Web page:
Valrubicin is an anthracycline that affects a variety of inter-related biological functions, most of which involve nucleic acid metabolism. It readily penetrates into cells, where after DNA intercalation, it inhibits the incorporation of nucleosides into nucleic acids, causes extensive chromosomal damage, and arrests cell cycle in G2. Although valrubicin does not bind strongly to DNA, a principal mechanism of its action, mediated by valrubicin metabolites, is interference with the normal DNA breaking-resealing action of DNA topoisomerase II.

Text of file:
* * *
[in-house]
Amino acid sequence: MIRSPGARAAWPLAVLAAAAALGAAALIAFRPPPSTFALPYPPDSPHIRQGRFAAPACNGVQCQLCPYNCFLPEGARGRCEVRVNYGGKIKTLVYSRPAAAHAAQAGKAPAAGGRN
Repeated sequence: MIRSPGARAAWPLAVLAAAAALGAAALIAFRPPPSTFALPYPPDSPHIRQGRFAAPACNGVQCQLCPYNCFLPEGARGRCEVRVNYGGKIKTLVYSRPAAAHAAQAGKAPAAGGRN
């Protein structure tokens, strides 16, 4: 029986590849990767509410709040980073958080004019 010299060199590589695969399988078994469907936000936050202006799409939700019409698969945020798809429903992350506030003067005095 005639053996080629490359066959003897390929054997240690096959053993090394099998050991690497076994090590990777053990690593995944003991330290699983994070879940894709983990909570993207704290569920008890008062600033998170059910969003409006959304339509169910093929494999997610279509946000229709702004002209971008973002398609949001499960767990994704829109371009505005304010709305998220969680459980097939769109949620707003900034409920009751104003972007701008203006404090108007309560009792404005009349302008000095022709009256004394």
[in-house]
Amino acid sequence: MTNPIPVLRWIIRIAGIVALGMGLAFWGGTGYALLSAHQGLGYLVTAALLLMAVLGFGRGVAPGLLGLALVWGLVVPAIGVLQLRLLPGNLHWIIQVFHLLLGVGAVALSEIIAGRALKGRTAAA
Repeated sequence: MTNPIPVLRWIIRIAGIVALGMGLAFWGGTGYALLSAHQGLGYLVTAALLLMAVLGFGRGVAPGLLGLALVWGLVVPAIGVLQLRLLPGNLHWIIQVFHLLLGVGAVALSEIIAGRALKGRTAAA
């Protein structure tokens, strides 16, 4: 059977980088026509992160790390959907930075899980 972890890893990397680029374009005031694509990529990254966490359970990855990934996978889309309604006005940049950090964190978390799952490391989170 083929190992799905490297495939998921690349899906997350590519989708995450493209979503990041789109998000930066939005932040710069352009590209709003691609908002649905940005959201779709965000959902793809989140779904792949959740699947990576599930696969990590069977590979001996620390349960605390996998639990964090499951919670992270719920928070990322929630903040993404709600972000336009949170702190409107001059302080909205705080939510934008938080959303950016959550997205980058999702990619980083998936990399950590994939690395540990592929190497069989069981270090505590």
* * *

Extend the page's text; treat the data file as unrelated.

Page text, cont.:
Valrubicin is a semisynthetic analog of the anthracycline doxorubicin, and is administered by infusion directly into the bladder.
Valrubicin is metabolized to two primary metabolites: N-trifluoroacetyladriamycin and N-trifluoroacetyladriamycinol.
The primary anticipated complications of overdosage associated with intravesical administration would be consistent with irritable bladder symptoms. Myelosuppression is possible if valrubicin is inadvertently administered systemically or if significant systemic exposure occurs following intravesical administration (e.g., in patients with bladder/rupture perforation). The maximum tolerated dose in humans by either intraperitoneal or intravenous administration is 600 mg/m2.